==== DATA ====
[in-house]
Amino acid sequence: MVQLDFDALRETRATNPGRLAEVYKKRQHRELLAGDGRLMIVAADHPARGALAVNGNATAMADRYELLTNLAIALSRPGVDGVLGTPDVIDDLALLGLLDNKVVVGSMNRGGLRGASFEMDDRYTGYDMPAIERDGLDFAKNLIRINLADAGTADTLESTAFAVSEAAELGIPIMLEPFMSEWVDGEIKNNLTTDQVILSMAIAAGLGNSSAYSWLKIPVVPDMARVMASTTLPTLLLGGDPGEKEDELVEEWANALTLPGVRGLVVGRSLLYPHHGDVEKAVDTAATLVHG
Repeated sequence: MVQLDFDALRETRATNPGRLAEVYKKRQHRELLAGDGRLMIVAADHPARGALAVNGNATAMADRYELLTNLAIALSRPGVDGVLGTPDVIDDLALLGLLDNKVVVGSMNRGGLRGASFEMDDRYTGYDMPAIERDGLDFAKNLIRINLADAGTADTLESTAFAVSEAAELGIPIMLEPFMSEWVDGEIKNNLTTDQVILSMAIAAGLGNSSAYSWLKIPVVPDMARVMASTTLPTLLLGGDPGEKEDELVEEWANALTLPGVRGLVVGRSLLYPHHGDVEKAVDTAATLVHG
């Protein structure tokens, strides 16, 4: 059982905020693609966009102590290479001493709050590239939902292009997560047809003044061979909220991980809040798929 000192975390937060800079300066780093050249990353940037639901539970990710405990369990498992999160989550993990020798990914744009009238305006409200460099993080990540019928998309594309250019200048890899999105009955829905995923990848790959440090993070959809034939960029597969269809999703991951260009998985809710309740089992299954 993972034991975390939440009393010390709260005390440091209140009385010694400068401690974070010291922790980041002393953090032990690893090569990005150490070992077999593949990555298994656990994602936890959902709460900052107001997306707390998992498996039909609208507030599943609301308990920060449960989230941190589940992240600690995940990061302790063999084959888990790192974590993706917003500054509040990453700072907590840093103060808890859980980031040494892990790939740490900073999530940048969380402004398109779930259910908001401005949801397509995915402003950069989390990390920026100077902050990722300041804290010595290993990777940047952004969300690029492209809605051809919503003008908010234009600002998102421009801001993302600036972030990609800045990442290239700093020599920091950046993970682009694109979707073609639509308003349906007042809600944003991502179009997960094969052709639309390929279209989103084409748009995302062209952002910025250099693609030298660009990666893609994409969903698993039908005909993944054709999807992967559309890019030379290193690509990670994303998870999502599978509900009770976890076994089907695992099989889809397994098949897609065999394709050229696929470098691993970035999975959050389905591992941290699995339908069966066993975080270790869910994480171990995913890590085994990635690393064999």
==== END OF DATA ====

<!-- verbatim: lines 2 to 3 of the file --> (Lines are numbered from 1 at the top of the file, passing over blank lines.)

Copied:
Amino acid sequence: MVQLDFDALRETRATNPGRLAEVYKKRQHRELLAGDGRLMIVAADHPARGALAVNGNATAMADRYELLTNLAIALSRPGVDGVLGTPDVIDDLALLGLLDNKVVVGSMNRGGLRGASFEMDDRYTGYDMPAIERDGLDFAKNLIRINLADAGTADTLESTAFAVSEAAELGIPIMLEPFMSEWVDGEIKNNLTTDQVILSMAIAAGLGNSSAYSWLKIPVVPDMARVMASTTLPTLLLGGDPGEKEDELVEEWANALTLPGVRGLVVGRSLLYPHHGDVEKAVDTAATLVHG
Repeated sequence: MVQLDFDALRETRATNPGRLAEVYKKRQHRELLAGDGRLMIVAADHPARGALAVNGNATAMADRYELLTNLAIALSRPGVDGVLGTPDVIDDLALLGLLDNKVVVGSMNRGGLRGASFEMDDRYTGYDMPAIERDGLDFAKNLIRINLADAGTADTLESTAFAVSEAAELGIPIMLEPFMSEWVDGEIKNNLTTDQVILSMAIAAGLGNSSAYSWLKIPVVPDMARVMASTTLPTLLLGGDPGEKEDELVEEWANALTLPGVRGLVVGRSLLYPHHGDVEKAVDTAATLVHG